There have been big learnings and even bigger growth.  Developing the communications skills necessary to just be with, sit with and be 100% present with a client is a constant work in progress.  To do this means also being able to 100% present with myself.  Its led to some big personal revelations that led me back to counselling and to create a close-out letter for my divorce.  This was a frustrating time because the divorce is 4 years ago and I thought I was ‘over it’.  Found out I wasn’t.   The old me would have denied the pain and got busy suppressing it (busy working, shopping, going out, going to yoga, travelling) but the new me welcomed the gift of truth.  It was scary to confront that I wasn’t ‘over it’, its an ego thing.  Instead I went back to counselling, creating a close-out letter to myself and read it out loud to my counsellor.  It was a very long letter – it was epic.  It was liberating.

The sense of release and energy was invigorating.  Pursuing your truth, your purpose and going for it doesn’t just open the doors you think you want it also helps you move forward with your life in ways you never knew you needed.  Living a whole year in my truth has given me this gift and it is what I hope to help my clients discover too.

The remainder of this blog post is dedicated to some of the bigger learnings I’ve had with clients. Learnings about working in IT, the pressure we place on ourselves and how ambition can drive and control us.  I’m sharing them today to help you with your own self-reflection.  If you like these learnings, please join the Facebook page  where I share prompts 2-3 days per week (mostly) on career, ambition, purpose and faith.

 

Lesson #1 

Smart, intelligent, driven people still need a cheer leader! 

It is easy to overlook the quiet achiever, the loud ambitious performer thinking they need little in the way of support and encouragement. They may even push back on receiving it.  Lessons from coaching is that working with strong, independent women is that we all still need that motivational support, an encouraging word and a review of achievements.  I know for myself I keep moving the goal posts and when I achieve something I already have a schedule of next achievements to focus on.  For some clients just repeating their achievements, booking in a celebration or breaking down how much has shifted through the coaching series can be their biggest take-away. No one is an island and we all need a hi-5 to know that we are on track and most importantly valued.

 

 

Lesson #2

Being heard is powerful

Some people need to speak at length through their ideas and goals, thinking through needs/wants and desires isn’t a quick 5-minute bullet list creation exercise.  Sometimes there are a lot of mindset and energy blocks that get in the way.  There are reasons why a determined ambitious person hasn’t shifted/changed or broken into something new.  These often appear in themes of commitment, loyalty, old stories, beliefs and judgement.  Financial commitments, not wanting to disappoint someone,  getting comfortable with their ambition, focusing on being a provider for their family, not wanting to let themselves down.  These themes can constrain thinking and switching into ‘what do you most want?’ mode isn’t always so easy.  There are a lot of BUTs that get in the way.  Sometimes I will ask: I give you permission to have everything you want – what does that look like?  Another approach is to shift into a a focus on the ‘WHY’ for change.   Both of these approaches allows a client to watch and observe their wants with less or no judgement, so they can safely begin an exploration that isn’t about blowing up their life and family and more of a shift into achieving their needs while maintaining their need to meet existing commitments.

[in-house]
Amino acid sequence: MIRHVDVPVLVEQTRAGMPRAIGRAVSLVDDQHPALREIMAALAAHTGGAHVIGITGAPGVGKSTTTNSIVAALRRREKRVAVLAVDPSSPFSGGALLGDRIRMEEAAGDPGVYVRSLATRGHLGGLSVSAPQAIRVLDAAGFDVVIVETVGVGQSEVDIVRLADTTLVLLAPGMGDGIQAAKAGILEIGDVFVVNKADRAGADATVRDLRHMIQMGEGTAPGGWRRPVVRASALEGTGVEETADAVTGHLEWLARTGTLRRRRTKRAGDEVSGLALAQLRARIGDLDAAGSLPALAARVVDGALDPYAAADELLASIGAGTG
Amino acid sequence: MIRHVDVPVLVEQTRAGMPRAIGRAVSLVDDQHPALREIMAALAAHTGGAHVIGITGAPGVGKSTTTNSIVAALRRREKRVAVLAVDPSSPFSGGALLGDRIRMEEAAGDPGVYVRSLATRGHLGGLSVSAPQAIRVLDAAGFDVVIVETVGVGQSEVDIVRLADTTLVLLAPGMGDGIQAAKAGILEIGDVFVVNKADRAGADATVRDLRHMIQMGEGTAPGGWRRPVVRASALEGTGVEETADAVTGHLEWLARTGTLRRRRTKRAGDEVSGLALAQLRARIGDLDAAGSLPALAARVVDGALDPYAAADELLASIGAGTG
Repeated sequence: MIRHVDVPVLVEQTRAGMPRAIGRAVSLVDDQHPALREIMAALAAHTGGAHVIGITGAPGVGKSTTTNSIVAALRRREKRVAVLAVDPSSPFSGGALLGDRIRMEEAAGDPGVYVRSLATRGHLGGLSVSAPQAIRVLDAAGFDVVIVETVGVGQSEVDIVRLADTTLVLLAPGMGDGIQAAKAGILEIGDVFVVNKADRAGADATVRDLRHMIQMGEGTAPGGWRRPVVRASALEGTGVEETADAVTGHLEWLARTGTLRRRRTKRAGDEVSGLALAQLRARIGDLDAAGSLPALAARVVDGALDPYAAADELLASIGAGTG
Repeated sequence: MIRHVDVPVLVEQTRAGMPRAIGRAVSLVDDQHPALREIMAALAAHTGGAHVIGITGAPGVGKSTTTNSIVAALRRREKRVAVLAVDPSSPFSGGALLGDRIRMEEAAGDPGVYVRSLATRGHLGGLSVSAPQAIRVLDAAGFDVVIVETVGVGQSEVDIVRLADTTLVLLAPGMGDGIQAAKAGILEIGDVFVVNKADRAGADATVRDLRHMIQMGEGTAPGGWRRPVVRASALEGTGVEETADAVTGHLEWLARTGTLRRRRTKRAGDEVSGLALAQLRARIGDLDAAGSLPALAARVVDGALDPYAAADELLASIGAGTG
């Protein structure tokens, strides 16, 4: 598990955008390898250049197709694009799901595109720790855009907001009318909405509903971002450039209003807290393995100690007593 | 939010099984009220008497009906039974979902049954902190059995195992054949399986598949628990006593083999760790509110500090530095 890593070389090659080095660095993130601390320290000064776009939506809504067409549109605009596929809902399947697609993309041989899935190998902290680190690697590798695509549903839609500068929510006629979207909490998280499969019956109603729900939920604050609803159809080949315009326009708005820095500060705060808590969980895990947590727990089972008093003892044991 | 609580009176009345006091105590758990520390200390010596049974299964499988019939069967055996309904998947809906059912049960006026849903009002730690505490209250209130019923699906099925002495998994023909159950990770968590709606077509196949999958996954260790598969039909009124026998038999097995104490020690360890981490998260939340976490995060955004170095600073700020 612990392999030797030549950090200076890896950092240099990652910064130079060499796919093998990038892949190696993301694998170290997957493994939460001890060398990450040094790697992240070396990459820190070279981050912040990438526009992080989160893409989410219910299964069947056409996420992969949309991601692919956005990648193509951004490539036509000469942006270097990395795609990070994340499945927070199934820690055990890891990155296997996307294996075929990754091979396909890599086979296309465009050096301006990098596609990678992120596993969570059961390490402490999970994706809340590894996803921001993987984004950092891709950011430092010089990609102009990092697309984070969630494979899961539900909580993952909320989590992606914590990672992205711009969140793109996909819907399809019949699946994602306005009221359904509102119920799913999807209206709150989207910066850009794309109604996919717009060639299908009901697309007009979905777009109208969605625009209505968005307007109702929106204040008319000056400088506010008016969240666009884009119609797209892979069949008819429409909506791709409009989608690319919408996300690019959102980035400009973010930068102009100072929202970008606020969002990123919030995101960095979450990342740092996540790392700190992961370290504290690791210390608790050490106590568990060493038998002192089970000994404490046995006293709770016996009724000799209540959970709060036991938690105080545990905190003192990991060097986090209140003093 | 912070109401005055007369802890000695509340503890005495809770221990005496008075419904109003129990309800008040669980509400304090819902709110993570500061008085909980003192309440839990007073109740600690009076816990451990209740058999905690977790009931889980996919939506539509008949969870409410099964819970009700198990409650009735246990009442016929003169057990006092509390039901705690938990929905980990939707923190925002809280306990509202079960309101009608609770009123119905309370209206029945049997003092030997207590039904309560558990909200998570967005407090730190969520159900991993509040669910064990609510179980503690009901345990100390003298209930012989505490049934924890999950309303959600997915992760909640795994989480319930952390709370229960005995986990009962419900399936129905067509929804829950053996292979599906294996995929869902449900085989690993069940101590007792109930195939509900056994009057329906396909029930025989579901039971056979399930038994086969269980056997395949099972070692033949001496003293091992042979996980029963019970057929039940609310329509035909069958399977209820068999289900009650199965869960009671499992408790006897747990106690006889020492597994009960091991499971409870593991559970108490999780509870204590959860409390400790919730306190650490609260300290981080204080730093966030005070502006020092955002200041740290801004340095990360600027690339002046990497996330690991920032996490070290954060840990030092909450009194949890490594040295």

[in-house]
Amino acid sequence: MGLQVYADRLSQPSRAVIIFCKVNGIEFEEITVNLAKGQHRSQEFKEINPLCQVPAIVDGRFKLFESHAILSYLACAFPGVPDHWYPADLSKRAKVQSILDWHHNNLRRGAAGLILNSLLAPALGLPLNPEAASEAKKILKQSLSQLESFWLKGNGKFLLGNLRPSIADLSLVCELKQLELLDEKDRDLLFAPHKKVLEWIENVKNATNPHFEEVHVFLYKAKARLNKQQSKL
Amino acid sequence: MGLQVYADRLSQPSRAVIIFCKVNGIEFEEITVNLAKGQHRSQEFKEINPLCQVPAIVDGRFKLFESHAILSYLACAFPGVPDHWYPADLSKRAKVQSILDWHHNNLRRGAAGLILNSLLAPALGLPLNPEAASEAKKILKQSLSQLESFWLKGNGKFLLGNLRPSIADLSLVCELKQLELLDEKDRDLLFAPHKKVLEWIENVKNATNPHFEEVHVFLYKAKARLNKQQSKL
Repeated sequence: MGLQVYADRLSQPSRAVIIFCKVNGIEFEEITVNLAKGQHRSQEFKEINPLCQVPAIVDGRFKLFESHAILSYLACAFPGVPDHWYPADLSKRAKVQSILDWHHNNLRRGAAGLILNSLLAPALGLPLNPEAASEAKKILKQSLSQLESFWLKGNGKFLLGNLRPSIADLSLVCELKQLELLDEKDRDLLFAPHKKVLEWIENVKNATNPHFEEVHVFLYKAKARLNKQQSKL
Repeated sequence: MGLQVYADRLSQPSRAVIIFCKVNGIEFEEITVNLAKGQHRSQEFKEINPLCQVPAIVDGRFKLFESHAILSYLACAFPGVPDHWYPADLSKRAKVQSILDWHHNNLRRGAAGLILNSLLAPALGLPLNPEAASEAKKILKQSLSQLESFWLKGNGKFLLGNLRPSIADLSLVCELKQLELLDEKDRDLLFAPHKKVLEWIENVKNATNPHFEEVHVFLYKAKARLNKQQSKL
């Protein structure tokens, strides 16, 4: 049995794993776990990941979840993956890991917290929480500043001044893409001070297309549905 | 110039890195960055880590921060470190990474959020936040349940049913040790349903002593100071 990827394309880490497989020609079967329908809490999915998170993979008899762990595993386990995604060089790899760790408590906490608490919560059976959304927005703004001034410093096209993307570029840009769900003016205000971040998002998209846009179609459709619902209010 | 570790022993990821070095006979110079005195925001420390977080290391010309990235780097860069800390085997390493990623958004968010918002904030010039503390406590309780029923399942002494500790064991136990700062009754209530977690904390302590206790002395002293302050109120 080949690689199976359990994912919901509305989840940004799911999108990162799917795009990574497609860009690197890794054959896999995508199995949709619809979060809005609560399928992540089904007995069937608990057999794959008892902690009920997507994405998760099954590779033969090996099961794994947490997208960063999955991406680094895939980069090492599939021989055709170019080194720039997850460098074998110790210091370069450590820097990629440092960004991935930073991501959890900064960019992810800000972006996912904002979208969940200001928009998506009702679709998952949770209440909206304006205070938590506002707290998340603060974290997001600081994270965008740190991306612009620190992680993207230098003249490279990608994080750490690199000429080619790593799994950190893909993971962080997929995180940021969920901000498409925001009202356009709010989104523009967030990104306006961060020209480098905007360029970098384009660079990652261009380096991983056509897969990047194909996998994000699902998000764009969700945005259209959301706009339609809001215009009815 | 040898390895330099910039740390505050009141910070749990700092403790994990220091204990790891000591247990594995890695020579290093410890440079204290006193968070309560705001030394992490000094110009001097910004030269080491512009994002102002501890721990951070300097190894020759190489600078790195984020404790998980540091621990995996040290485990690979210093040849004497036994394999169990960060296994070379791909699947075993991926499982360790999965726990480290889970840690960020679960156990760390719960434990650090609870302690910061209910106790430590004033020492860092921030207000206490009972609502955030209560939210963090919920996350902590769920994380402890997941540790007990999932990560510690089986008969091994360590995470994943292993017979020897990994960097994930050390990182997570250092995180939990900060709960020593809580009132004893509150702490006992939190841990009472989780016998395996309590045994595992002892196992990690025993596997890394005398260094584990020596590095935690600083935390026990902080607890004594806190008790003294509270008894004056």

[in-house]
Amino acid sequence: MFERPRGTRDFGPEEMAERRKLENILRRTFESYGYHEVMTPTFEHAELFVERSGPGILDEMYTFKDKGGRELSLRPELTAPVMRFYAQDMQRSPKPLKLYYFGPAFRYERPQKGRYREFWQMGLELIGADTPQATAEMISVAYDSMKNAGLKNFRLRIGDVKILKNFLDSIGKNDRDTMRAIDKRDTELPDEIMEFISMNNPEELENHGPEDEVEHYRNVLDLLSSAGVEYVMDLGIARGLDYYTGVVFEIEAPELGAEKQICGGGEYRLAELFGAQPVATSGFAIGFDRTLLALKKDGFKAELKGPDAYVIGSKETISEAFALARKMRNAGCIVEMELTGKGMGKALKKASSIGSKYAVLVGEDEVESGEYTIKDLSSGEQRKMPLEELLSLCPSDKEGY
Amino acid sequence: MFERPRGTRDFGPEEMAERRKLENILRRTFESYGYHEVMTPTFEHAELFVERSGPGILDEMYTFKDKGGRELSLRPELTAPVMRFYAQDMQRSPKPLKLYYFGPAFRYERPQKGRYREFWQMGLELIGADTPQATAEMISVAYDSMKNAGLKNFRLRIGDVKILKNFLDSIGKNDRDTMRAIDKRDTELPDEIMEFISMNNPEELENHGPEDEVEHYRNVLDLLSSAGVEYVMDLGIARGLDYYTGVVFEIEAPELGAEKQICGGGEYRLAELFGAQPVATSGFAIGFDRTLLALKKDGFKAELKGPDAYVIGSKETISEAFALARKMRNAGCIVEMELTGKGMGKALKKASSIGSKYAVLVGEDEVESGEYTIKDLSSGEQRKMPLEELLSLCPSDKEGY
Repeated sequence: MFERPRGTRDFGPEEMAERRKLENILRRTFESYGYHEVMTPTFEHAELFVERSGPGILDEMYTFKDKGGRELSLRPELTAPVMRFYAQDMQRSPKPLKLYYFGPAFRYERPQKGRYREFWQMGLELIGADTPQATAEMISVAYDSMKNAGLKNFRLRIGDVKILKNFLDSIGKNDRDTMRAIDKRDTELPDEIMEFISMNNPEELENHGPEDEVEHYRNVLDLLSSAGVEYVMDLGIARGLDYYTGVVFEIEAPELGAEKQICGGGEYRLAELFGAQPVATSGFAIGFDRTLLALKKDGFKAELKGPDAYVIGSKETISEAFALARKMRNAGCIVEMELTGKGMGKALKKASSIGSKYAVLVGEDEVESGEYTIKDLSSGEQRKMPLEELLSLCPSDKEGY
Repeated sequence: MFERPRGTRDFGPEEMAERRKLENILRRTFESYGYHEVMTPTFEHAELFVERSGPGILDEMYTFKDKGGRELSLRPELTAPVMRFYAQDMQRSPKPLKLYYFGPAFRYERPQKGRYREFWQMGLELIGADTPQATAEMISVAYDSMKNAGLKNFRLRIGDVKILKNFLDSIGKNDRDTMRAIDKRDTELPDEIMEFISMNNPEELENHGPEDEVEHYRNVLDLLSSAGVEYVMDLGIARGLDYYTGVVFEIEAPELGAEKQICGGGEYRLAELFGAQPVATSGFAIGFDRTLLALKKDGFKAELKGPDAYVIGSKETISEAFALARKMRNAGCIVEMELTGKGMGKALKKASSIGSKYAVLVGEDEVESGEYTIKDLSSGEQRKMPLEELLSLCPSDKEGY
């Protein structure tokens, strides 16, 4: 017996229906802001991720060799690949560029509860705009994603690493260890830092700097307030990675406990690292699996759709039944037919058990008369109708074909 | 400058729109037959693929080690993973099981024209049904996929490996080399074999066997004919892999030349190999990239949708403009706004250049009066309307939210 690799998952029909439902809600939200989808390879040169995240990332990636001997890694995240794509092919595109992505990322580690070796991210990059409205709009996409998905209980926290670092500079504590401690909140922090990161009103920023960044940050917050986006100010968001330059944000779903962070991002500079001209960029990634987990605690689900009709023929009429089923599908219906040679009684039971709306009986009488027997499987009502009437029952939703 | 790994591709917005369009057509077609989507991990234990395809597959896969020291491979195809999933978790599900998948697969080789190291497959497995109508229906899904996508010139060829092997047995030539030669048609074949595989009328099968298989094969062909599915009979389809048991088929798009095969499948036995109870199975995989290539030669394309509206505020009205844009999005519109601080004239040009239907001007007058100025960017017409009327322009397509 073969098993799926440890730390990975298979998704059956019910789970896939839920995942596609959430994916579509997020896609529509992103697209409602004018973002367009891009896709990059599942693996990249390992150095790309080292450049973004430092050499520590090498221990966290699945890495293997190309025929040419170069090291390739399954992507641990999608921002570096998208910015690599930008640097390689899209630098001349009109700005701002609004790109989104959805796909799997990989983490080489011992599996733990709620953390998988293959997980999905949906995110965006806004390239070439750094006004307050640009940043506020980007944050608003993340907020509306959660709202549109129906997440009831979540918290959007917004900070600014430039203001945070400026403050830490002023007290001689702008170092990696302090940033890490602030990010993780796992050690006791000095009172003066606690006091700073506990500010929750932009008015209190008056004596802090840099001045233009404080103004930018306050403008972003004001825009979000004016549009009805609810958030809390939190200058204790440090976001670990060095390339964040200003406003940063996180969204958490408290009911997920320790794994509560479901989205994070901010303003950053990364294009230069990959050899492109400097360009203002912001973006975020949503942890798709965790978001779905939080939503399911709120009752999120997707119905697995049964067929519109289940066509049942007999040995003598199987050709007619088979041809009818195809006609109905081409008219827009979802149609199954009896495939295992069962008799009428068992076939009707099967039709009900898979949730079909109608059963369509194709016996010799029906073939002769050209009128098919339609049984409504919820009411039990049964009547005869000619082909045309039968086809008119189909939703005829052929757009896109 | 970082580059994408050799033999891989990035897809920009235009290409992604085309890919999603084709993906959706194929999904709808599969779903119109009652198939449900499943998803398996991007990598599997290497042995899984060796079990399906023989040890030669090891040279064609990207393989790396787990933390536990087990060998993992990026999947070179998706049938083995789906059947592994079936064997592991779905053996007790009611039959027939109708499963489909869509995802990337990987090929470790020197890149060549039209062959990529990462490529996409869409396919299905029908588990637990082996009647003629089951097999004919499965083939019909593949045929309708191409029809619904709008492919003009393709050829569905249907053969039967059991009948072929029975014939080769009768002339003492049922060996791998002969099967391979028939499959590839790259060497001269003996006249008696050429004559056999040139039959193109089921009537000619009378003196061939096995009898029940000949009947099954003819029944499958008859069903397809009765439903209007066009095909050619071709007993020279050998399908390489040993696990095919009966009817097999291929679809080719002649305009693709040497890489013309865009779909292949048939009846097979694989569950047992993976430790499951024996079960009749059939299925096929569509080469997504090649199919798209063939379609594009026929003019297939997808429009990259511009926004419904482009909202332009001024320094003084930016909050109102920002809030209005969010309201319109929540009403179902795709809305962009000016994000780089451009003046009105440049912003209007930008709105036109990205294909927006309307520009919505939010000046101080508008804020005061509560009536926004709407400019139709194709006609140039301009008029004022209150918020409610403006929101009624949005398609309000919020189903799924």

Lesson #3

Emotions are hard work.

Actions are easy but sitting in an emotion and seeing/feeling can be really confronting. When these emotions overwhelm you remember:

You are blessed, you are important, your needs are valuable, be open to receive, be present and be kind to yourself.

 

Lesson #4

Understanding what we truly want is a skill.

Goals and actions can be set but the client may not truly get to understand  what they most want until session 3-4 – their need/want sometimes needs extra exploration and sometimes their first goal is masking a much deeper goal.  Letting goals evolve and refine through the series has enabled clients to achieve big wins and big shifts in mindset and career.

 

Lessons #5

Perfectionism can make us afraid. 

Perfectionism can be a big challenge amongst those of us who are senior, technical and scientific – fear of failure, letting ourselves down, not exploring our worth, not making a difference, not being valued. Together with my clients we explore what value is, what a true expression of their talent really means to them… this often leads to openness in finding satisfaction in different job roles and looking for opportunities not dependent on a single employer or role.  Often we explore their need for connection to their industry and hunger for knowledge and expertise (this can transmute into a variety of expressions from community work, finding the right meet up and experts to share stories with, to starting an MBA, to reading more broadly.)

 

I love to work with women who are wanting to get their next career move right.  Maybe you’ve got a boss that’s wearing your down, maybe you’ve reached the seniority you wanted to and  want to work out what’s next?